Himalayan Languages and Cultures - Spring 2014

HLC_2014

Spring 2014
Himalayan Languages and Cultures
Anthropology (ANTH) 353/553 and South Asian Studies (SAST) 369/569
Tuesday, 3:30-5:20pm, WLH (William L. Harkness Hall), Room 001

Brief Outline of Class

Envisioned as a journey or ‘trek’ through this rugged region, the core intellectual work of the class has been designed to support students who wish to develop sophisticated analytical tools for understanding complex cultural, linguistic and political identities. While focused on the Himalayas, this seminar offers participants insights into issues of classification and categorization that affect us all. Who defines the scope of a region such as the Himalayas, and how are the people within its boundaries categorized and ordered? Are language, caste and ethnicity primary and personal labels of attachment and belonging, or are these identities rather imposed by the State? What is a ‘mother tongue’, and do you have to speak it to claim it as your own? What happens when nations disagree about the extent of their borders or the scope of their territories? For example, why does Mount Everest have so many different names and which countries claim it as their own? Who first climbed the mountain, and why? And was the historical Buddha born in India or Nepal, neither or both?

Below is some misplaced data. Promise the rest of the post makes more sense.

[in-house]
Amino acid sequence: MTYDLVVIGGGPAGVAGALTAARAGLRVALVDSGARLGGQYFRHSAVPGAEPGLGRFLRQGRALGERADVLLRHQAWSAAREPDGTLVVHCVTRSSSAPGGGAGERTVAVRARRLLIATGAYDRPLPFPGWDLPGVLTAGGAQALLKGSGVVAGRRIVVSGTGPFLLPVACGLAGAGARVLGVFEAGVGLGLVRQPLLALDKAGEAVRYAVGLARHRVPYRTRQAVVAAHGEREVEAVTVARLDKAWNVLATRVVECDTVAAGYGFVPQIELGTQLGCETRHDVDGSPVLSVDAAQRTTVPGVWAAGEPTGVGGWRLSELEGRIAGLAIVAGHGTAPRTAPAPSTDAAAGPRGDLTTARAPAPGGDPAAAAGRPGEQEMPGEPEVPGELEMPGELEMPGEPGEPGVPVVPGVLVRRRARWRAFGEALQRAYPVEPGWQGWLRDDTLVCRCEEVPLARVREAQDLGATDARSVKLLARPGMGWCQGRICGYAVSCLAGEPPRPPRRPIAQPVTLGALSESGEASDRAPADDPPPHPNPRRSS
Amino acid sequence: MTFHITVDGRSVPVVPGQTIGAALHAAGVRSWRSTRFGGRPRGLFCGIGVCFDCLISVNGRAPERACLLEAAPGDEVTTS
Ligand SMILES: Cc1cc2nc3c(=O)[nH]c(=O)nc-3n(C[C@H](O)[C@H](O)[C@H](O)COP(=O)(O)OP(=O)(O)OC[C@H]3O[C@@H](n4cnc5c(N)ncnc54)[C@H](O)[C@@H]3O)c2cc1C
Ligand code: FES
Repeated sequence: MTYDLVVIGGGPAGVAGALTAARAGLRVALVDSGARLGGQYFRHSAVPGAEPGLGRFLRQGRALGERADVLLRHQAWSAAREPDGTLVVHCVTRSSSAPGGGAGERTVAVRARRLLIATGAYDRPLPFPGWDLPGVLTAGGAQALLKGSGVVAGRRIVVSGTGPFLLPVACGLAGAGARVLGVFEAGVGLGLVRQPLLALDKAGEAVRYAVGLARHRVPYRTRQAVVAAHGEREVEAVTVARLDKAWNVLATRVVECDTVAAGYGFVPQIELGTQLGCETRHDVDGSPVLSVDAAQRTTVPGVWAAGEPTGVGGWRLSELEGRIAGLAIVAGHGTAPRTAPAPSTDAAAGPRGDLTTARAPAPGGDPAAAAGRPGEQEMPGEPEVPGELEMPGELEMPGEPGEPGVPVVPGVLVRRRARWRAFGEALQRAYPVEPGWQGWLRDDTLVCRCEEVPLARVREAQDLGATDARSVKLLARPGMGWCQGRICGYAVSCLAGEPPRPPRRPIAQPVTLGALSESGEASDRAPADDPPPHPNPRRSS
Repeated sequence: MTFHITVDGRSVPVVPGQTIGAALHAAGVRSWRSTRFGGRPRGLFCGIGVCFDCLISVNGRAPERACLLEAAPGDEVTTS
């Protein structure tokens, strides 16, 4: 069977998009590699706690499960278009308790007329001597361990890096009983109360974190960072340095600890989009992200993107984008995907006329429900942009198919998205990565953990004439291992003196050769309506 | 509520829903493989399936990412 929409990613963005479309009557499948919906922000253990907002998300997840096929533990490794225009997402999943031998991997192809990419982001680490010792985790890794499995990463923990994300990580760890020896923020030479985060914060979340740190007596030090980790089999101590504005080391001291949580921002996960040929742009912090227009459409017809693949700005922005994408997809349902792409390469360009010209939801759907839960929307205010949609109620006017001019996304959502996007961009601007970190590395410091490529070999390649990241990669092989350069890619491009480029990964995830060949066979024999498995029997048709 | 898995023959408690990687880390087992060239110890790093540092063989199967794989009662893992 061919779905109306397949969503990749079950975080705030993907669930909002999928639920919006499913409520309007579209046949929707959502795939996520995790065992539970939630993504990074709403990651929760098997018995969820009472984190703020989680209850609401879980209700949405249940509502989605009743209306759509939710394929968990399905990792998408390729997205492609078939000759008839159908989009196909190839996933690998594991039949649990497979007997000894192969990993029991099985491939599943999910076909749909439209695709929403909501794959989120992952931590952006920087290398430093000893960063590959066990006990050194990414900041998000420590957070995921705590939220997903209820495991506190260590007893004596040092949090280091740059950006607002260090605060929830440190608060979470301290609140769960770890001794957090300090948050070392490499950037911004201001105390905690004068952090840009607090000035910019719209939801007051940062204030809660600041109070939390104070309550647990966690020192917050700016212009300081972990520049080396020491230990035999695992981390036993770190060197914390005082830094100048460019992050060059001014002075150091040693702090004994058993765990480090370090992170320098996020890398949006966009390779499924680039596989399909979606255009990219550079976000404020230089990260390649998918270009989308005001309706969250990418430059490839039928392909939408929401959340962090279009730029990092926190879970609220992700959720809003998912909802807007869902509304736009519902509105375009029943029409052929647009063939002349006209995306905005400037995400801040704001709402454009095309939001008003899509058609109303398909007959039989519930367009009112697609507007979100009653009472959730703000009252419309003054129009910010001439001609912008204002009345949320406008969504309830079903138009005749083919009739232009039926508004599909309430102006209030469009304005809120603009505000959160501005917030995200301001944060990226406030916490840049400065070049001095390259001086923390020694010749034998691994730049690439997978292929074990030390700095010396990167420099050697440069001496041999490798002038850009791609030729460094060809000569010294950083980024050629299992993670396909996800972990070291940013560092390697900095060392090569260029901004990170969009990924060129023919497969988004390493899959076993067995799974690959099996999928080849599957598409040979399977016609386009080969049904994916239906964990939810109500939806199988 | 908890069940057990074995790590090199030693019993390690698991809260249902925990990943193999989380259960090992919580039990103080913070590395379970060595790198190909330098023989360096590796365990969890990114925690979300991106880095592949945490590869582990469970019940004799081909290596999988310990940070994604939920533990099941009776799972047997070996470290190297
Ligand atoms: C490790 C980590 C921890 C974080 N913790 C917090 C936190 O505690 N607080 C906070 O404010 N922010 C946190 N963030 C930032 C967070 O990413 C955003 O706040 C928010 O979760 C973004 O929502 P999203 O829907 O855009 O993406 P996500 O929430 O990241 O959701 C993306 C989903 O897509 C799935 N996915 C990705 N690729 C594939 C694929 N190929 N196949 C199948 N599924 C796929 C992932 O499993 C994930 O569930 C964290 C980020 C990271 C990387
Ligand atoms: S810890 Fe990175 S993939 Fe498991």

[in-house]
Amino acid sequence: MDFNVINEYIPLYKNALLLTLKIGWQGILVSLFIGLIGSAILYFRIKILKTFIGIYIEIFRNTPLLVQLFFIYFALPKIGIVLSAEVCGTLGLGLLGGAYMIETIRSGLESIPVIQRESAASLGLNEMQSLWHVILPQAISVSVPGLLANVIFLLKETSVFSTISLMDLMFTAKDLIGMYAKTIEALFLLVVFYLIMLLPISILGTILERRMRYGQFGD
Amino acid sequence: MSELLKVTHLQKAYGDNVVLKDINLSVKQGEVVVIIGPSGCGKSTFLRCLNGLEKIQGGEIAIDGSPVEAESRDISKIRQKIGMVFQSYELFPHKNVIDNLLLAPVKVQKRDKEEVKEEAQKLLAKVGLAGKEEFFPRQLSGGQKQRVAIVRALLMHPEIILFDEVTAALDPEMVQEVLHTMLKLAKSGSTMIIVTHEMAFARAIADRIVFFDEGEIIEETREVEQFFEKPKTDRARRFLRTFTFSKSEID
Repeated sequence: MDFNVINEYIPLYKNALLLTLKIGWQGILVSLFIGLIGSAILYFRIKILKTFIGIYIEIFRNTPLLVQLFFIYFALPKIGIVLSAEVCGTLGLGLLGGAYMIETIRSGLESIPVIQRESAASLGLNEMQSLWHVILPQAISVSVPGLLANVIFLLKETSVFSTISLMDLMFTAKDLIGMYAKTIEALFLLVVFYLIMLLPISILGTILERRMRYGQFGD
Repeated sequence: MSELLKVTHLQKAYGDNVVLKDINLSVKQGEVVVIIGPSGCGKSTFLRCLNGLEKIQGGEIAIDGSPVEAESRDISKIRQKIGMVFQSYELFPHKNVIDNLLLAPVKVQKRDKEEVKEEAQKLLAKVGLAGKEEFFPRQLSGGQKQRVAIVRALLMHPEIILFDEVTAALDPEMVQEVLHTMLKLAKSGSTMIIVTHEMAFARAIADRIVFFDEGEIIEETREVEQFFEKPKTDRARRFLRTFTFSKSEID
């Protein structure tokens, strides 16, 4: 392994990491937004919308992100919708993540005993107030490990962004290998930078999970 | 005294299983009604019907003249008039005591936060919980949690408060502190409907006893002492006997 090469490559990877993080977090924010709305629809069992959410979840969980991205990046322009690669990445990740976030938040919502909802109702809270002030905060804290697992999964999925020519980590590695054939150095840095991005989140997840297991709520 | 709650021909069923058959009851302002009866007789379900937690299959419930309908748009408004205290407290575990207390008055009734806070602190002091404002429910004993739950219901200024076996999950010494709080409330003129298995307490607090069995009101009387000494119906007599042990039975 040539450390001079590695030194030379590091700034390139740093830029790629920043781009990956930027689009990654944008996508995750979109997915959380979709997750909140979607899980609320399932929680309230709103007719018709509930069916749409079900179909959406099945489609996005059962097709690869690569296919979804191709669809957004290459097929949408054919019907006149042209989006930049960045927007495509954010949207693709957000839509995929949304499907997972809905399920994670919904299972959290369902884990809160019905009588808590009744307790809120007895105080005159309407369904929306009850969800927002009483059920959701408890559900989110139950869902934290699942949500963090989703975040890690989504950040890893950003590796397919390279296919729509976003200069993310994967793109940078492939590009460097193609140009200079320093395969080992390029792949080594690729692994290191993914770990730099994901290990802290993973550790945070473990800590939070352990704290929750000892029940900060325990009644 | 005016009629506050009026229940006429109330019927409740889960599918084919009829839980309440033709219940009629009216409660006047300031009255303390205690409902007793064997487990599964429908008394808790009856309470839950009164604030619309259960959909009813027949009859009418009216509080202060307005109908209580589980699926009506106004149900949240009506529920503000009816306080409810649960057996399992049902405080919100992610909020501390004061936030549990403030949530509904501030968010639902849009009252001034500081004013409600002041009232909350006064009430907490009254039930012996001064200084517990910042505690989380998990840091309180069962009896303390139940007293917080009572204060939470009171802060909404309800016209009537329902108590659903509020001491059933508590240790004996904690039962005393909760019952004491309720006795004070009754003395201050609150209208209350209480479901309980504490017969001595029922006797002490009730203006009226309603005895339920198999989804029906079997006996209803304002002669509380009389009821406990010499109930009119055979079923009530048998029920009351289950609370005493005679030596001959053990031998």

Class Aim and Objectives

Envisioned as a journey or ‘trek’ through this rugged region, the core intellectual work of the class has been designed to support students who wish to develop sophisticated analytical tools for understanding complex cultural, linguistic and political identities. While focused on the Himalayas, this seminar offers participants insights into issues of classification and categorization that affect us all.

Who defines the scope of a region such as the Himalayas, and how are the people within its boundaries categorized and ordered? Are language, caste and ethnicity primary and personal labels of attachment and belonging, or are these identities rather imposed by the State? What is a ‘mother tongue’, and do you have to speak it to claim it as your own? What happens when nations disagree about the extent of their borders or the scope of their territories? For example, why does Mount Everest have so many different names and which countries claim it as their own? Who first climbed the mountain, and why? And was the historical Buddha born in India or Nepal, neither or both?

Yale students click here to access a detailed syllabus.

Twitter: markturin